As millions are wearing purple today, Wednesday, I found myself trying to imagine what this might mean to a closeted man or woman. Walking down the street are all the people who would support you coming out.
When I was struggling with coming out–I didn’t know who might be supportive and who wouldn’t. I grew up in a culture that would designate a day, “If you wear Purple on Fridays, you’re gay.” So it was a color to avoid–for fear of being outcast. Today, it is THE color–not to show you are weird or different, or even “in” or “cool”–but to help others come out, and know that it’s safe. That you support and love them and are waiting for the day when they feel comfortable, and pushing for the day when there is no more bullying about anything.
So in the Spirit of Spirit Day, let’s keep the purple flowing–as long as we can, in concerted efforts. Let’s celebrate the color purple. (All of these photos were found on Flickr and are part of the Creative Commons distribution license.)
Purple has a long history of being associated with royalty, kings, priests, and even with Christ. Lydia, famous for her purple cloths, was one of the first leaders of bible studies in the early Christian era. Purple is a rare color in nature–but when it happens, you notice.
Right now, the climate for gay people is getting better. However, there are still large pockets where gay and lesbian people are not affirmed for who they are, and what they bring to their communities, and society in general. We’ve built up a long tradition of pushing men and women back for their sexual orientation, and it’s entrenched in our churches, our military, our governments, our city councils, and it finds its way into schools where kids–who can’t hide a prejudice–act on it. We punish the kids, but they learn it from the adults.
So, go out there and get your purple on. Show your kids that you stand in solidarity with those who are in the LGBT community, and that you want to assure them that not only does it get better, but we–every day–are making it better for them. Slipping on a hat or a shirt or some purple shoes is the simplest start.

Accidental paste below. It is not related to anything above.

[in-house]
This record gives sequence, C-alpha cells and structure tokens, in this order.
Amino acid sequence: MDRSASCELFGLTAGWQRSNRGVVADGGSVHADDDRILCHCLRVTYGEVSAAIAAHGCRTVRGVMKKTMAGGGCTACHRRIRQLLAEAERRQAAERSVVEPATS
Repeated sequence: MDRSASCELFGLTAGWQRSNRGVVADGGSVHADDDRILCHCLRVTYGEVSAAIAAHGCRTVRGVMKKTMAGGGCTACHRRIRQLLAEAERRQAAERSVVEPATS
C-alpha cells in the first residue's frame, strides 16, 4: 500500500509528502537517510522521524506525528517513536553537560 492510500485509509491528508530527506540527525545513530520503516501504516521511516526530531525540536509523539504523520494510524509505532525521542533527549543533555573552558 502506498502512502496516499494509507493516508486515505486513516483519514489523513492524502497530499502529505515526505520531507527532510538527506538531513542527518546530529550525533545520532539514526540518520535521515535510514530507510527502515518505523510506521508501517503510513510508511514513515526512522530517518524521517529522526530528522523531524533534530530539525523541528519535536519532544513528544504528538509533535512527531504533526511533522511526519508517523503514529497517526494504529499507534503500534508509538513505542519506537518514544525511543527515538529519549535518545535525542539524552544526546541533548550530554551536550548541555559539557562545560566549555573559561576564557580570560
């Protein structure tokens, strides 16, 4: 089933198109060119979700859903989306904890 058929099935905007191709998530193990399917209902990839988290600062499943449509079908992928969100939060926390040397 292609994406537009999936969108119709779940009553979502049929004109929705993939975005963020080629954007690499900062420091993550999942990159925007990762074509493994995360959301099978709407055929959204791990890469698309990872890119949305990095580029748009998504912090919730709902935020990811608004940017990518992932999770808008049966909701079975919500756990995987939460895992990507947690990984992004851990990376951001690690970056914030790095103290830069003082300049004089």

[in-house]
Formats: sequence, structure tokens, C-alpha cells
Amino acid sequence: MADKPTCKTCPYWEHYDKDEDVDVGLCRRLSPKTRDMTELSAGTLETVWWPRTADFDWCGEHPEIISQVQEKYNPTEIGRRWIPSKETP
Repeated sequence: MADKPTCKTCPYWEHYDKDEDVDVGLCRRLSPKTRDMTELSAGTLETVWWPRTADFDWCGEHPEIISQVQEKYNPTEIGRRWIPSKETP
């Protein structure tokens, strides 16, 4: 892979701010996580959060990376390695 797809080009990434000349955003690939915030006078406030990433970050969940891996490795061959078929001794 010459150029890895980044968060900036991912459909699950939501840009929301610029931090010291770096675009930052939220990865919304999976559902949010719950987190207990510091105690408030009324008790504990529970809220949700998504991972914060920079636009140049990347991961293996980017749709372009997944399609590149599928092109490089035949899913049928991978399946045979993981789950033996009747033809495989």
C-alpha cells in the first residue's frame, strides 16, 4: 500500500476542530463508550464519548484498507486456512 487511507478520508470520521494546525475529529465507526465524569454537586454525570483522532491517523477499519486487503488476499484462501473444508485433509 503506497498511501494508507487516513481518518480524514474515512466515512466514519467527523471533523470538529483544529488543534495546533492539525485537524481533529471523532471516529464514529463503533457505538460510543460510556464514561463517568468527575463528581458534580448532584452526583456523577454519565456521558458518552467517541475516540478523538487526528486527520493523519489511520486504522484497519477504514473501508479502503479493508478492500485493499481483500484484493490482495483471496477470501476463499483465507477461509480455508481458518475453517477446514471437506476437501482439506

What are the next steps–the day after Spirit Day, the week after Spirit Day? The next steps may be harder, but we can do those too.
Get a group of you to wear purple in your churches. Ask to speak from the podium announcing something, address everyone, but specifically those gay people who may be present in your congregations–out or not–and tell them that they have someone in your church (or a group of you wearing purple) that they can count on to be supportive no matter what your church’s theology might say. Your purple shows them that you support them right now.
Get a group of people to wear purple and show up during a city council meeting and ask to speak in honor of gay teens.
As a gay man, I would look for any, any sign that someone might be friendly, supportive, and understanding– the weight of our secret–our fear that being different makes us less than–is
sometimes a lot, especially when we come from communities where there is active discrimination towards gay people. This can take many forms: a theology which doesn’t treat gay and lesbian people as equals in the church, a simple understanding that something “gay” is wrong or weird, or a belief that being a gay man is somehow not masculine enough.
Our military values each soldier, but currently doesn’t value the gay ones if they say they are gay. The soldier at the right here is receiving a purple heart–and that’s why I have him in the post. We value what we give Purple to: kings, deities, soldiers, priests–purple is considered one of the rarest colors, hard to create, and therefore highly prized.
When we wear purple today–we say, “We highly prize gay teens. We value you. We know you have something worth giving and sharing with us. We value what you have to say and the point of view you have. You are loved and appreciated. We want to see what you’ll become. Our country is changing. Our governments are changing. Our churches are changing. And it starts today. It starts with me.”